BATAVIA – Budget restraints, funding mental health services, helping the burgeoning senior population and a shared interest in preserving open land were among the topics discussed by the panel of Kane County Board primary candidates at the March 8 forum by the League of Women Voters of Central Kane County, which drew an audience of more than 50.
Taking part as uncontested primary candidates for District 11 were Republican incumbent John Martin of Geneva, a recently retired attorney, and Democratic challenger Jody Kanikula of Batavia, a licensed clinical social worker who brought up the issue of serving an aging population. The district includes portions of Geneva and Batavia.
Facing off were the two Republican candidates in the race for District 13, encompassing portions of St. Charles and Geneva. The candidates are challenger Steve Weber of St. Charles, who served in the military and is vice president of sales and marketing for a large wholesale distribution company, and incumbent Philip Lewis of St. Charles, who managed Monsanto’s Fisher Controls for North America and is now an adjunct professor of engineering management, marketing and sales at the Illinois Institute of Technology.
In the primary race for District 15, which includes Campton Hills and neighboring communities, only the Democratic contender, Lucas Strom, took part. Absent were another Democratic candidate, Gerald Palmere, Republican challenger Austin Lawler and the Republican incumbent, Barbara Wojnicki.
Strom said this marks his first run for office. In addition to owning and operating the family’s farm in an unincorporated area just east of Route 47 near Campton Hills, a homestead that dates to the 19th century, he works in the agricultural technology industry.
“I’m running [because] our district needs more leadership and more business acumen,” Strom said. “I’m a very moderate Democrat that can win the general.”
In her Kane County Chronicle candidate questionnaire, Wojnicki stated she is a founder of Campton Township Open Space and has voted for more than six years to keep the Kane County levy flat.
Weber said this is his first foray into politics, mentioning he supports term limits and holding the line on the Kane County levy.
The first question from the audience asked whether the candidates support the county spending money on crisis intervention team training for law enforcement officers, designed to de-escalate encounters with people with mental health issues.
Martin called it an important tool for public safety.
“Our state’s attorney has been diligent in seeking grants to, in fact, do that,” Martin said. “I’m totally supportive of that activity.”
Strom said he wants to ensure that the sheriff’s office and courts have the necessary money and would like to reinstate funding for electronic monitoring ankle bracelets for defendants.
Weber recommends being proactive through furthering CIT training.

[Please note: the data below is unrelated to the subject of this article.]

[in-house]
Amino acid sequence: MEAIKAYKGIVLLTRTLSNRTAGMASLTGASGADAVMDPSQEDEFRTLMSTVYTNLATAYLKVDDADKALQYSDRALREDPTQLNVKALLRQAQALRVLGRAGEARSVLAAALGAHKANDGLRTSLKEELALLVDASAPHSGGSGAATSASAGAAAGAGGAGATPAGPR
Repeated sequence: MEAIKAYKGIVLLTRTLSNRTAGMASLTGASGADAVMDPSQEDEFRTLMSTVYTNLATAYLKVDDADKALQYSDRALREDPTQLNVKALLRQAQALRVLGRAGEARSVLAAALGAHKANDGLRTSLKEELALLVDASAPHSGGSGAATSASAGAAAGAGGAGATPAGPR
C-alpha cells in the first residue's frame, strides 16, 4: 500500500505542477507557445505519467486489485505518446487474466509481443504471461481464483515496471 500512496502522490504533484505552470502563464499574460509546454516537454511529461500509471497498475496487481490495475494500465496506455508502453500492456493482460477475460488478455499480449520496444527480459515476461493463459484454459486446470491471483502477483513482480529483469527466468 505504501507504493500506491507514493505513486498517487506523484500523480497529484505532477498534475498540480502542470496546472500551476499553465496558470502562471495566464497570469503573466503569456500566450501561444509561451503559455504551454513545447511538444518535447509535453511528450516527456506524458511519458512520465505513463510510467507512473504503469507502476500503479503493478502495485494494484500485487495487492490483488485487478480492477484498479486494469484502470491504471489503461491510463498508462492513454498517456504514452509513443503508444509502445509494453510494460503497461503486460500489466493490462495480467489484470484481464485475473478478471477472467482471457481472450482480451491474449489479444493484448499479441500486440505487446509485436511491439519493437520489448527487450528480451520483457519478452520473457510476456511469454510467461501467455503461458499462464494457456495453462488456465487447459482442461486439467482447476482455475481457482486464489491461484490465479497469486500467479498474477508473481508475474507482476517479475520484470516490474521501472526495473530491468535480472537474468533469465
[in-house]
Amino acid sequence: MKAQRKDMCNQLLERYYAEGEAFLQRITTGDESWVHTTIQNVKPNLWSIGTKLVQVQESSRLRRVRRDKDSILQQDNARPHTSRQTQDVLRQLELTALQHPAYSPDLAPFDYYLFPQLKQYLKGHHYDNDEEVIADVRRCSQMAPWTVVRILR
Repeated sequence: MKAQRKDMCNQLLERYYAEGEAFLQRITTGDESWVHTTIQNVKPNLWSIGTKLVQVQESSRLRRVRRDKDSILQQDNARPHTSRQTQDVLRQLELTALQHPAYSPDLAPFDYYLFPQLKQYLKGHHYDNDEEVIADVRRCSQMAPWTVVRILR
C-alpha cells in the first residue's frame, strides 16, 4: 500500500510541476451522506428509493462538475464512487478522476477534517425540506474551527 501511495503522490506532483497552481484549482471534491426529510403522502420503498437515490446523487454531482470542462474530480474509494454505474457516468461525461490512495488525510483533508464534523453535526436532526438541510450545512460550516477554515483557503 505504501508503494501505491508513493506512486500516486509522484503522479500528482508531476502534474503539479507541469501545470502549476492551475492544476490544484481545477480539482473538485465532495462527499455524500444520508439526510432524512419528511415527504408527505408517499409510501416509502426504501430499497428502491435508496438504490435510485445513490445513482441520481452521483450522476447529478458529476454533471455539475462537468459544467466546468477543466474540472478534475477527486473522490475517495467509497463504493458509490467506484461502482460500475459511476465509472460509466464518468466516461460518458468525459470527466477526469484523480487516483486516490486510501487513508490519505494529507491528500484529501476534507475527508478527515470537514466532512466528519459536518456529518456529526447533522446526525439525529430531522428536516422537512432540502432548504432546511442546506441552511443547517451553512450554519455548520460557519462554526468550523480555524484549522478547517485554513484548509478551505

Kanikula said that as a social worker she would like to see more of the training.
“That makes them better police officers [and] makes our society safer,” she said. “I would look for sustainable ways to support more police training.”
Lewis called CIT training part of the tool kit of public safety.
“Twenty-four percent of people incarcerated in our jail have mental issues,” Lewis said.
Because public safety personnel are the first to engage them on the street, Lewis said he wants officers to have the CIT background to recognize the severity of the situation they encounter.
The candidates also responded to a question regarding whether they support funding mental health services in jail.
Strom said yes, noting that mental health issues touch many and the problem affects the wider community.
Weber said if inmates received treatment, the jail population would drop drastically and save the county money.
Kanikula said trauma lies at the root of many dealing with mental health issues.
“I would advocate to really home in on trauma,” Kanikula said.
Lewis would like to see inmates who are diagnosed with mental health issues receive medical treatment so they have assistance when they move back into the community.
“It needs to be recognized as a community issue and not just an issue that involves the sheriff’s office or state’s attorney,” Martin said. “It needs to be looked at in a holistic sense, where we face those issues before it becomes a problem and [someone is] incarcerated.”
Candidates also responded about how they feel regarding health care being offered to County Board members. A follow-up question also was asked about whether they agree to do away with it and Illinois Municipal Retirement Fund pension benefits.
Kanikula said a 2017 state law means new members will not receive a pension.
“I would not agree to take away benefits from those sitting,” she said, noting the health care question is not black and white, but she does not consider it a necessity.
Lewis said he took the offered benefits when he joined the board 11 years ago.
“I don’t think we should be collecting it and I don’t,” Martin said.
Strom said he believes the part-time position of board member does not merit health care coverage.
“It’s still a heavy cost per head on the board,” Strom said. “I’m forgoing it.”
Weber said he is not a fan of those benefits, noting that one option would be to use the saved funds as seed money to fund mental health or senior citizen programs.